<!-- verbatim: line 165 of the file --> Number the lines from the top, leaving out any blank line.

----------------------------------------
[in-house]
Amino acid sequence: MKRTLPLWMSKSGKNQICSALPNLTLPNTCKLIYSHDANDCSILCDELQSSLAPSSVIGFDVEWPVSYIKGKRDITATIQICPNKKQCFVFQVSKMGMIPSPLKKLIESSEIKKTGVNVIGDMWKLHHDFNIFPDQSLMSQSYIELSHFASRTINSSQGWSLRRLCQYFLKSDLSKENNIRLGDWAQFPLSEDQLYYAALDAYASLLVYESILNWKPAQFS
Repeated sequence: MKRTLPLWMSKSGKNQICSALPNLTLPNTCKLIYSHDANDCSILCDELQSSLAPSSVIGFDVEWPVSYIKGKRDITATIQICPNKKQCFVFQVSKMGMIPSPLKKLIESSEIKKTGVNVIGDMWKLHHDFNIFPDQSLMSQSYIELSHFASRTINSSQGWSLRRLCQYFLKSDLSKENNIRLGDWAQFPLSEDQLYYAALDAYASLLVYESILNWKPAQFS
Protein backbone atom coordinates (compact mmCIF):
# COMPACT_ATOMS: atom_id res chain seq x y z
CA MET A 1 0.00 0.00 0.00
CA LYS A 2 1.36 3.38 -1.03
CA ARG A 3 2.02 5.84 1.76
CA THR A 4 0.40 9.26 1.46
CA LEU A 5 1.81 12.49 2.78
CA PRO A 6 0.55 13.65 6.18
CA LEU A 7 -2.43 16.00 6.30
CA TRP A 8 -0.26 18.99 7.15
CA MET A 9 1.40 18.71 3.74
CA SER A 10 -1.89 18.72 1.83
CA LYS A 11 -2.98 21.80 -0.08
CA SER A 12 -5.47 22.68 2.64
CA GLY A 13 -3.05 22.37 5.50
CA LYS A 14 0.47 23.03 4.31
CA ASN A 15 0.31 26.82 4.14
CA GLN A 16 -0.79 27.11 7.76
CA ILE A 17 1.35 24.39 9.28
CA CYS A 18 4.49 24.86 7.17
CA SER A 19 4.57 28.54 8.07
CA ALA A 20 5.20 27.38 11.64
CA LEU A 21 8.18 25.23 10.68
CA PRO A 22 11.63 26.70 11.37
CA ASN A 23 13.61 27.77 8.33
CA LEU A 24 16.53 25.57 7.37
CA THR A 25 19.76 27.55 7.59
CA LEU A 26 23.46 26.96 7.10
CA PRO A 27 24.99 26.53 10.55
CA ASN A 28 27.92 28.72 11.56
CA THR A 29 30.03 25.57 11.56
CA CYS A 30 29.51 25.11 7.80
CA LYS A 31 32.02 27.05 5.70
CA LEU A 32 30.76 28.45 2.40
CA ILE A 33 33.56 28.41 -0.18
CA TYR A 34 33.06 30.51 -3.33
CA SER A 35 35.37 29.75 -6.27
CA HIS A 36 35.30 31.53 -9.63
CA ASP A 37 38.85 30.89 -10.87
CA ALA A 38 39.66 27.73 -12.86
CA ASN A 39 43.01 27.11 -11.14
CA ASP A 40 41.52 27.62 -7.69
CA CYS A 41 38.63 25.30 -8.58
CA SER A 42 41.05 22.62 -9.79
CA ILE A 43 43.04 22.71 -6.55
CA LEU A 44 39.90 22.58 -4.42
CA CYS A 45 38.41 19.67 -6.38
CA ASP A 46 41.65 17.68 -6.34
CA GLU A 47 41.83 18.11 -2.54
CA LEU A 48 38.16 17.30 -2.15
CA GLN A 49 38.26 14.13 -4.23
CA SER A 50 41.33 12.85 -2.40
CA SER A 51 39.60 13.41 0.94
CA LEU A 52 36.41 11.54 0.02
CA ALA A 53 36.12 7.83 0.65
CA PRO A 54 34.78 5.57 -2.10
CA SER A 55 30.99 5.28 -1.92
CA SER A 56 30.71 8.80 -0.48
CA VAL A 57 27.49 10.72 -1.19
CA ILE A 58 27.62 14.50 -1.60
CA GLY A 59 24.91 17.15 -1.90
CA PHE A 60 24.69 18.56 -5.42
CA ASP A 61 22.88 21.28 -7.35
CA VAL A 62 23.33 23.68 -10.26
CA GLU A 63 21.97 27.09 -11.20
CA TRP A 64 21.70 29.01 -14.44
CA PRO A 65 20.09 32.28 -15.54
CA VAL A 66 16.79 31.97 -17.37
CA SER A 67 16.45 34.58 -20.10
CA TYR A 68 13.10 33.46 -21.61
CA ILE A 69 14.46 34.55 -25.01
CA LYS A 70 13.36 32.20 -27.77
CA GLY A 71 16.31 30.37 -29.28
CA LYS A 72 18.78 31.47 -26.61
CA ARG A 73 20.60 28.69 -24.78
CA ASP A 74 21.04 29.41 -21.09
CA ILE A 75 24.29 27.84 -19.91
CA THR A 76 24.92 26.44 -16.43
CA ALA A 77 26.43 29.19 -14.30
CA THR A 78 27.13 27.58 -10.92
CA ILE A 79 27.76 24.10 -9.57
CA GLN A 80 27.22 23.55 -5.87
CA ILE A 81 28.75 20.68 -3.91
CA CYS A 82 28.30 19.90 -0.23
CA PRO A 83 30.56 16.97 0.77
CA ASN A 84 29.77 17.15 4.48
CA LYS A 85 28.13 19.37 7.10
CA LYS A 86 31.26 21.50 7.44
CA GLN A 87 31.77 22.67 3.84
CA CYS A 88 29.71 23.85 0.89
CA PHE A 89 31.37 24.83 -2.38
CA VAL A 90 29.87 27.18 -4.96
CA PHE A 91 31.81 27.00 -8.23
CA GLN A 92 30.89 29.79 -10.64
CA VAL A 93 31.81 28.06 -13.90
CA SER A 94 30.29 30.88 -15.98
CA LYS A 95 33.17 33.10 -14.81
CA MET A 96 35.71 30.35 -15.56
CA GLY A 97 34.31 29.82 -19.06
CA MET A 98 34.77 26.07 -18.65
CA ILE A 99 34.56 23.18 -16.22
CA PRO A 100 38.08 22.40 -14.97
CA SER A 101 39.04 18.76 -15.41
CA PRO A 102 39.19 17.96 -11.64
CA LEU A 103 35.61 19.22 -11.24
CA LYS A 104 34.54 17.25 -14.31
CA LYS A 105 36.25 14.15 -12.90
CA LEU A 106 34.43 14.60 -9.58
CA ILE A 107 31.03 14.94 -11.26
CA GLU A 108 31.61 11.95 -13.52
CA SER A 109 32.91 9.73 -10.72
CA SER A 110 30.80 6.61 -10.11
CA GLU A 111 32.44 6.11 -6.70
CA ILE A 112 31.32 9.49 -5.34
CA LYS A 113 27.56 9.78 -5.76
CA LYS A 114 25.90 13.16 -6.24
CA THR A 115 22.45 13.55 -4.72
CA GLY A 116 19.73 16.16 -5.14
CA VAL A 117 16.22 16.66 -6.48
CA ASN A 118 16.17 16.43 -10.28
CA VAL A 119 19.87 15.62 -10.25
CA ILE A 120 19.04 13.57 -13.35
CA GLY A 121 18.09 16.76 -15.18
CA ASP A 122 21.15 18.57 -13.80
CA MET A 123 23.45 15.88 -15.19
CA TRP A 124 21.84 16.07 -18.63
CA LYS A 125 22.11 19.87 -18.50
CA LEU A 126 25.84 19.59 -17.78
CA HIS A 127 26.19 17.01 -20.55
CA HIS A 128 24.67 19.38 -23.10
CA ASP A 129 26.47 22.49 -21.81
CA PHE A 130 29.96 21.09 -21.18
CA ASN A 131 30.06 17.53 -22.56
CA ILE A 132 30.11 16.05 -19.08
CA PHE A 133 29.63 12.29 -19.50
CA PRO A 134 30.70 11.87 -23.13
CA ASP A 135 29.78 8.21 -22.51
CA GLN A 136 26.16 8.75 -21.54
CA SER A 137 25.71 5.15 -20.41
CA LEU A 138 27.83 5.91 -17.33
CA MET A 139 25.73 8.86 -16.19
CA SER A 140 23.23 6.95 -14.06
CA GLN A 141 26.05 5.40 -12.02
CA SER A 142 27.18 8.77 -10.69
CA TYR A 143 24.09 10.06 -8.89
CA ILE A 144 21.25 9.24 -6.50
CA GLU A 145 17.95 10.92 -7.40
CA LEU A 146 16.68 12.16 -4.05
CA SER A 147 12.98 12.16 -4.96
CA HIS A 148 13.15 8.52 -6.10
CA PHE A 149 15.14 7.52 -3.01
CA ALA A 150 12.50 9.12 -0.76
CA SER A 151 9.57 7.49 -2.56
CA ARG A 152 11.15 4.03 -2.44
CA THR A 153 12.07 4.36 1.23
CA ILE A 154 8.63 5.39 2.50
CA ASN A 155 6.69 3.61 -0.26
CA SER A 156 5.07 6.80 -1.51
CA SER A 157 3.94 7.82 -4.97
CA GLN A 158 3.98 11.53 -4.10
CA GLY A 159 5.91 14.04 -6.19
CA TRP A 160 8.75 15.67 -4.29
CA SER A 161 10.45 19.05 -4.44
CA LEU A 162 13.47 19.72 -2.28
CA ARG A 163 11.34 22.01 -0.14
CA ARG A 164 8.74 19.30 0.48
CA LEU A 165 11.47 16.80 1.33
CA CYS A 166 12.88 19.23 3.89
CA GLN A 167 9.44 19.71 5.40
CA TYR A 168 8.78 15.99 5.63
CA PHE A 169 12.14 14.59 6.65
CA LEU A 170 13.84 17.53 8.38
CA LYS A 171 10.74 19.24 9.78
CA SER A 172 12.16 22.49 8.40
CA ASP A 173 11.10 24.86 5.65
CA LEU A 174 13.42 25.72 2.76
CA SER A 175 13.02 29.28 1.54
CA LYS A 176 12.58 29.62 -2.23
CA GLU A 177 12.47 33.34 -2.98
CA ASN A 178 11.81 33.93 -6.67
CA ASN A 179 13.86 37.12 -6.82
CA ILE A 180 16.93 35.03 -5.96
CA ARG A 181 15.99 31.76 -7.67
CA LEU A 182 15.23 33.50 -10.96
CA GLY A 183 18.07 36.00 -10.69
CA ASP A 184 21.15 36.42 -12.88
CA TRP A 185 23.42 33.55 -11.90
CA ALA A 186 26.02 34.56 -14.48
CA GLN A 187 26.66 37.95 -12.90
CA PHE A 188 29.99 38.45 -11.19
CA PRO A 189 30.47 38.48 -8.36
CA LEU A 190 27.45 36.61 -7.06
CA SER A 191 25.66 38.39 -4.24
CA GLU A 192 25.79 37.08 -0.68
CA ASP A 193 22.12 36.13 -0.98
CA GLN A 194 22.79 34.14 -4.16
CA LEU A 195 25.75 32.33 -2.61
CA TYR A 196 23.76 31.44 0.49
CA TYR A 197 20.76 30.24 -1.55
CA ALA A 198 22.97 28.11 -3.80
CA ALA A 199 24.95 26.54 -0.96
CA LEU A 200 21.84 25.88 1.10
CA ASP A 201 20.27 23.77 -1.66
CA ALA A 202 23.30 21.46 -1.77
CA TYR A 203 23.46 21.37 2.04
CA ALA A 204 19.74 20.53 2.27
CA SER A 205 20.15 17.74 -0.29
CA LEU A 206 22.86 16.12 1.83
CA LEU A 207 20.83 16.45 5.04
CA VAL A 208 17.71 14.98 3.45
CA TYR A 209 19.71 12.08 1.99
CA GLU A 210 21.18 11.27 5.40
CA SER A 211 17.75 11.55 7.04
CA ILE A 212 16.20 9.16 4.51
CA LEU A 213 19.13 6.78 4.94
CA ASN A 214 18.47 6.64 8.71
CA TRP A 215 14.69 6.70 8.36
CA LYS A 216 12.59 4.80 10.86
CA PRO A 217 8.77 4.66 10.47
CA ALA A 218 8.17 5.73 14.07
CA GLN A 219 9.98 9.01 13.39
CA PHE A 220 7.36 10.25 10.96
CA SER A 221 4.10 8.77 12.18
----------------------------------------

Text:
CA TRP A 160 8.75 15.67 -4.29